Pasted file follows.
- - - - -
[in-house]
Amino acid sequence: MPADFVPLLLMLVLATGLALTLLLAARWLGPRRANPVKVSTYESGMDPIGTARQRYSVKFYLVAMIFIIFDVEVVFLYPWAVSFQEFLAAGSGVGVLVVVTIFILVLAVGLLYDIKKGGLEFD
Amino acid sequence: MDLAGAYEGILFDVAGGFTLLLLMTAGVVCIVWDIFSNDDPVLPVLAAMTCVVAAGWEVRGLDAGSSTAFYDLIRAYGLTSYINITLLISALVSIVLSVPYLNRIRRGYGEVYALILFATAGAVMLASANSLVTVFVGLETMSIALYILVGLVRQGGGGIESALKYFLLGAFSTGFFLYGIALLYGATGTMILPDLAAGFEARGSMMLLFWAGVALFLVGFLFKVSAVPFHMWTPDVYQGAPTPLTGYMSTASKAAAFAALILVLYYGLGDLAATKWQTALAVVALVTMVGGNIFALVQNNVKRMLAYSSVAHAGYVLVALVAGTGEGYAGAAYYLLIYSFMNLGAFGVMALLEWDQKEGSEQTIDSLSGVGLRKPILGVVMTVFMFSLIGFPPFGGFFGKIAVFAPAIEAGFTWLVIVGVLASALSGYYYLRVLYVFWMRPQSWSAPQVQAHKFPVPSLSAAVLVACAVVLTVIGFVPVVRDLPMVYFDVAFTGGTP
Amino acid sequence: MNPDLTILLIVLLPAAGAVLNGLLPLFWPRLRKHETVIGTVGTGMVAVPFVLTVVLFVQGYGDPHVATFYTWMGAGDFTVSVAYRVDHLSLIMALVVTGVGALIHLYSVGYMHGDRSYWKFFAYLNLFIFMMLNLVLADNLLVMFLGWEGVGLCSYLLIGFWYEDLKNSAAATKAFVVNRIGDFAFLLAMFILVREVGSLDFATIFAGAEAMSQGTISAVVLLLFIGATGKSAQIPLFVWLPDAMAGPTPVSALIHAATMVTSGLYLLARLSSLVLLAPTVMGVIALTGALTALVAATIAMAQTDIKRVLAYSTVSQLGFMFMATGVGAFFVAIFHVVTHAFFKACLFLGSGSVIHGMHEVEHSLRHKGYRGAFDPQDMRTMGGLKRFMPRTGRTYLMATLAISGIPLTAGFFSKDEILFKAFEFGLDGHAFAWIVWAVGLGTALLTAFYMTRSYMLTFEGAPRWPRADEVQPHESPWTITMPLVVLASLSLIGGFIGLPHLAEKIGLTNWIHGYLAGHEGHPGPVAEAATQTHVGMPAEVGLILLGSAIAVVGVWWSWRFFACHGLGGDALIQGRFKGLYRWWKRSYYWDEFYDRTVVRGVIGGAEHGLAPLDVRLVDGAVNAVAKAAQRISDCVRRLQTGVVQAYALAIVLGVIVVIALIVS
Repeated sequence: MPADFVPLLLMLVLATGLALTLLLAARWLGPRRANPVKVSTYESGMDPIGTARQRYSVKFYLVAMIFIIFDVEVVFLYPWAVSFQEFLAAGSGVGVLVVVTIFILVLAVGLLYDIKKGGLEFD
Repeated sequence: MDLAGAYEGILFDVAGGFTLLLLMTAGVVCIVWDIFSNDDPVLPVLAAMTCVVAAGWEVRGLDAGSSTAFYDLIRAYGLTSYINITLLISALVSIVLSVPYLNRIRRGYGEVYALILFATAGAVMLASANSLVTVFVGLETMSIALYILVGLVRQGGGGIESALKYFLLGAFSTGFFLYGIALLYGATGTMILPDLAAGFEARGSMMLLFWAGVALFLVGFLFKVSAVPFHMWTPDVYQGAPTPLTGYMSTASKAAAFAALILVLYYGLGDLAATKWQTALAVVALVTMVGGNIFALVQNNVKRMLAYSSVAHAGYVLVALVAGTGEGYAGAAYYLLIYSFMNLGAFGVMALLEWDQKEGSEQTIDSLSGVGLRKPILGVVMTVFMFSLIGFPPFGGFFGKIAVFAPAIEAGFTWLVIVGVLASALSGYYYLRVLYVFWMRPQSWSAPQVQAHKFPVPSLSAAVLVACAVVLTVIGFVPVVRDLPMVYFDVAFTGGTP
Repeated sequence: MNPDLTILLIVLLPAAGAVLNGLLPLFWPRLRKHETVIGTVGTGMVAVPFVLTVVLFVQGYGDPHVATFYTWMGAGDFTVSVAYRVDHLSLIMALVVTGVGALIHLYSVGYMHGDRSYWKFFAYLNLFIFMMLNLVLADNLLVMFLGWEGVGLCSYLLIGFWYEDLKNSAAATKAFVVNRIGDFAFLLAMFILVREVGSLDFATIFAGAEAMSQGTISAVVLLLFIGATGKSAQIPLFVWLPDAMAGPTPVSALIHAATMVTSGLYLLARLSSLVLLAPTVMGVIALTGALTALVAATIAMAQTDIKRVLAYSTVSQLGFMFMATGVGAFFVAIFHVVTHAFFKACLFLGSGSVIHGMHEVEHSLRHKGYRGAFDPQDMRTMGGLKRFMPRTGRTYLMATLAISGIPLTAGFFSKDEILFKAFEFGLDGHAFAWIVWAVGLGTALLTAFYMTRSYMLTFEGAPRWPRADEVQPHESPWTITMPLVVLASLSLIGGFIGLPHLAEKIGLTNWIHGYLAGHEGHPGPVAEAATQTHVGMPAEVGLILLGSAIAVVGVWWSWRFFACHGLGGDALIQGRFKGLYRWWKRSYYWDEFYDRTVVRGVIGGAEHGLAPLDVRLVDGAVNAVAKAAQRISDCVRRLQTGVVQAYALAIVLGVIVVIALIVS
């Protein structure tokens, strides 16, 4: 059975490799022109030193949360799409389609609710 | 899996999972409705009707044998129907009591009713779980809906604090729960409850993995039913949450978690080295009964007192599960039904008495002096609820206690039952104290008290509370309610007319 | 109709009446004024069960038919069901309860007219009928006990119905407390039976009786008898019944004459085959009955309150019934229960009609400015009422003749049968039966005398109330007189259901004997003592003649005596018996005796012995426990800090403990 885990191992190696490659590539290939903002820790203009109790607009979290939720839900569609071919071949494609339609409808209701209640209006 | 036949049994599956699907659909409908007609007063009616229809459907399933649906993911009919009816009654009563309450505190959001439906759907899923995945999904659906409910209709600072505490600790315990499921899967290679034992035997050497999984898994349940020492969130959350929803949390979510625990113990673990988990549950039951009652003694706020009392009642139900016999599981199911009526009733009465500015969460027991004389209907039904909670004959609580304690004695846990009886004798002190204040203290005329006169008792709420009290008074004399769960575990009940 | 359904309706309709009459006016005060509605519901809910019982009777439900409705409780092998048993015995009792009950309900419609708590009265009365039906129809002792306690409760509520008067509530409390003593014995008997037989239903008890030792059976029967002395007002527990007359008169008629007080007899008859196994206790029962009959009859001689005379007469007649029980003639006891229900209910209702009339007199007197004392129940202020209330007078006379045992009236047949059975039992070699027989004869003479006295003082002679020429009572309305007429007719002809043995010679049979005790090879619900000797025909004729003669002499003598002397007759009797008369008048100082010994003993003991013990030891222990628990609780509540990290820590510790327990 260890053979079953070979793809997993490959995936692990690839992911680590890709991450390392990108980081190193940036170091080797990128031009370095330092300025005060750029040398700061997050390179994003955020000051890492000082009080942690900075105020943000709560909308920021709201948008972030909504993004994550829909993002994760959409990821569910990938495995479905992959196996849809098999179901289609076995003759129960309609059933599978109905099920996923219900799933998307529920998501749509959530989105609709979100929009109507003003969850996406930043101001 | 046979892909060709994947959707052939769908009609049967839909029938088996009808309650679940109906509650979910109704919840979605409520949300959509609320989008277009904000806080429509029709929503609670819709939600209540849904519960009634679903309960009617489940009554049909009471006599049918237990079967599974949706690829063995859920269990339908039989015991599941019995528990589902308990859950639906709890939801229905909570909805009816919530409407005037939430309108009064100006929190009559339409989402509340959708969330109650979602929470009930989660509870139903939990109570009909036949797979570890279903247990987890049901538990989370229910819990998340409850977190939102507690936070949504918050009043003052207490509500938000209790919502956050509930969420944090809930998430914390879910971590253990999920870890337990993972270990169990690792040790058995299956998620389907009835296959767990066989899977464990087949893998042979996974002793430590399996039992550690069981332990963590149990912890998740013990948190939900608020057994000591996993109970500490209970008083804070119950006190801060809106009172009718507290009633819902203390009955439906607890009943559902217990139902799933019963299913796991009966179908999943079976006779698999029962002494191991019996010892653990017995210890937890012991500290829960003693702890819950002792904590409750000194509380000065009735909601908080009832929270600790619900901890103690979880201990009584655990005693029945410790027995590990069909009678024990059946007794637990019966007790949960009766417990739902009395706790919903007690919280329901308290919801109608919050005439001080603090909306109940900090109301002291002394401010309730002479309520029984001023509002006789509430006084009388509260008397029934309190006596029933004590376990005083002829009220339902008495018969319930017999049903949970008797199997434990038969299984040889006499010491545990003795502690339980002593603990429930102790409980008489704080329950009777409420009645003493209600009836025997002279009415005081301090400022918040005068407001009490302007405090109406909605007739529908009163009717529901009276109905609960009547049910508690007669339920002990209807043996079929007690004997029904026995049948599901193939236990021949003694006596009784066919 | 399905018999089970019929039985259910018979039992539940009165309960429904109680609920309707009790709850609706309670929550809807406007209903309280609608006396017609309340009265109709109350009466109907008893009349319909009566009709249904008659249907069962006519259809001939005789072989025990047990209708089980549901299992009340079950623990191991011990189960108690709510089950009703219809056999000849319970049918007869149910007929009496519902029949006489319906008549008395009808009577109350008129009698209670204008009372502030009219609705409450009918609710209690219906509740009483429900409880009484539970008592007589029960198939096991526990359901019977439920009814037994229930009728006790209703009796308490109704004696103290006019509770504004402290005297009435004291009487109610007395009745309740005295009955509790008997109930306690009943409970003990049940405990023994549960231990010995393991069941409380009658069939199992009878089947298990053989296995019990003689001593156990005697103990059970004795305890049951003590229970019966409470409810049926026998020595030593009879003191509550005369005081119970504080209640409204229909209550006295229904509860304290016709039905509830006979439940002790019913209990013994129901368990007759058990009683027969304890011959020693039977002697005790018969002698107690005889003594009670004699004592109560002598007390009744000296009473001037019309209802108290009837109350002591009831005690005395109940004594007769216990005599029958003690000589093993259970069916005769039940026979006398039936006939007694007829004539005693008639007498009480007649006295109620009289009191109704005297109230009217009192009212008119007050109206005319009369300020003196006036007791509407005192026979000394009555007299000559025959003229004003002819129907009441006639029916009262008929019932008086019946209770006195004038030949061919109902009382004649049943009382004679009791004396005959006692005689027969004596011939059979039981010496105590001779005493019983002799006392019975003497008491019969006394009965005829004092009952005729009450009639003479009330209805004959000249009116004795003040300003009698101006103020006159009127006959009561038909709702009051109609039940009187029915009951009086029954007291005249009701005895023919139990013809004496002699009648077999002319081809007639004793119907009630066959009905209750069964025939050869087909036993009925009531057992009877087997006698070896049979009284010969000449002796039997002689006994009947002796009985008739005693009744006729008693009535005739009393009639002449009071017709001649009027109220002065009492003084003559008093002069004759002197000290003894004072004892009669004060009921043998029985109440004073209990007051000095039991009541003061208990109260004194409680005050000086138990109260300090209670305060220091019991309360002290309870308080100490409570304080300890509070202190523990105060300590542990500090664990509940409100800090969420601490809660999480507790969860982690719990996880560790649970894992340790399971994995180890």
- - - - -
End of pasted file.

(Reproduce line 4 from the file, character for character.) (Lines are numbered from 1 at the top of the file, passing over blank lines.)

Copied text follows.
Amino acid sequence: MNPDLTILLIVLLPAAGAVLNGLLPLFWPRLRKHETVIGTVGTGMVAVPFVLTVVLFVQGYGDPHVATFYTWMGAGDFTVSVAYRVDHLSLIMALVVTGVGALIHLYSVGYMHGDRSYWKFFAYLNLFIFMMLNLVLADNLLVMFLGWEGVGLCSYLLIGFWYEDLKNSAAATKAFVVNRIGDFAFLLAMFILVREVGSLDFATIFAGAEAMSQGTISAVVLLLFIGATGKSAQIPLFVWLPDAMAGPTPVSALIHAATMVTSGLYLLARLSSLVLLAPTVMGVIALTGALTALVAATIAMAQTDIKRVLAYSTVSQLGFMFMATGVGAFFVAIFHVVTHAFFKACLFLGSGSVIHGMHEVEHSLRHKGYRGAFDPQDMRTMGGLKRFMPRTGRTYLMATLAISGIPLTAGFFSKDEILFKAFEFGLDGHAFAWIVWAVGLGTALLTAFYMTRSYMLTFEGAPRWPRADEVQPHESPWTITMPLVVLASLSLIGGFIGLPHLAEKIGLTNWIHGYLAGHEGHPGPVAEAATQTHVGMPAEVGLILLGSAIAVVGVWWSWRFFACHGLGGDALIQGRFKGLYRWWKRSYYWDEFYDRTVVRGVIGGAEHGLAPLDVRLVDGAVNAVAKAAQRISDCVRRLQTGVVQAYALAIVLGVIVVIALIVS